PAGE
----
The increasingly direct competition has already been acknowledged by VMware, which in March hired away a key Amazon executive, Simone Brunozzi, to head its vCloud Hybrid Service. If Amazon dominates public infrastructure-as-a-service, with five times the server capacity of its next 14 competitors, VMware likewise dominates virtualization in the data center. If the virtual machine administrator in the enterprise data center is a strong candidate to become the manager of virtualized workloads in the cloud, Amazon is now seeking to directly enable him or her, rather than expecting an Amazon-only manager will emerge inside the enterprise.

VMware made its first appearance in the Gartner Magic Quadrant as a supplier of public cloud infrastructure, but in the Niche quadrant, where Virtustream, Dimension Data, HP, Joyent, and Fujitsu also dwell.

Private clouds are moving rapidly from concept to production. But some fears about expertise and integration still linger. Also in the Private Clouds Step Up issue of InformationWeek: The public cloud and the steam engine have more in common than you might think. (Free registration required.)

Charles Babcock is an editor-at-large for InformationWeek, having joined the publication in 2003. He is the former editor-in-chief of Digital News, former software editor of Computerworld and former technology editor of Interactive Week. He is a graduate of Syracuse ... View Full Bio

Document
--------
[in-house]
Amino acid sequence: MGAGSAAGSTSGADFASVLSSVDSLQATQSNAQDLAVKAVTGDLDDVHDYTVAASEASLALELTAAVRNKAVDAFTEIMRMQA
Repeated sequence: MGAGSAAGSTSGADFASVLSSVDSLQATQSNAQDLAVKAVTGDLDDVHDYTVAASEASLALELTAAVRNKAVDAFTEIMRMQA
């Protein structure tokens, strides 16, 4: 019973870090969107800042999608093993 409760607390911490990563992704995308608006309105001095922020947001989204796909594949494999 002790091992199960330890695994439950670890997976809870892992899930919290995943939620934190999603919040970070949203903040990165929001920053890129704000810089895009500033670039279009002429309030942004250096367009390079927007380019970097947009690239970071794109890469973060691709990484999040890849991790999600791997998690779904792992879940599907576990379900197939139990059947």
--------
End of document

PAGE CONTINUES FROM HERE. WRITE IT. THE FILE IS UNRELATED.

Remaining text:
Comment  | 
Print  | 
More Insights
Comments
Newest First  |  Oldest First  |  Threaded View
christhegator
50%
50%
christhegator,
User Rank: Apprentice
6/8/2014 | 6:39:09 PM
Getting closer to the promised land
I think the promise of the cloud (public and private) has always been the ability to deploy workloads in the best environment possible. Deploying a workload to get the right performance, availability and cost for that particular workload. Not all workloads are created equal nor do all workloads need the same performance and availability. Just as not all workloads are created equal neither are all cloud environments (for example a private cloud supported by VMware in your local data center vs a public cloud provider such as AWS).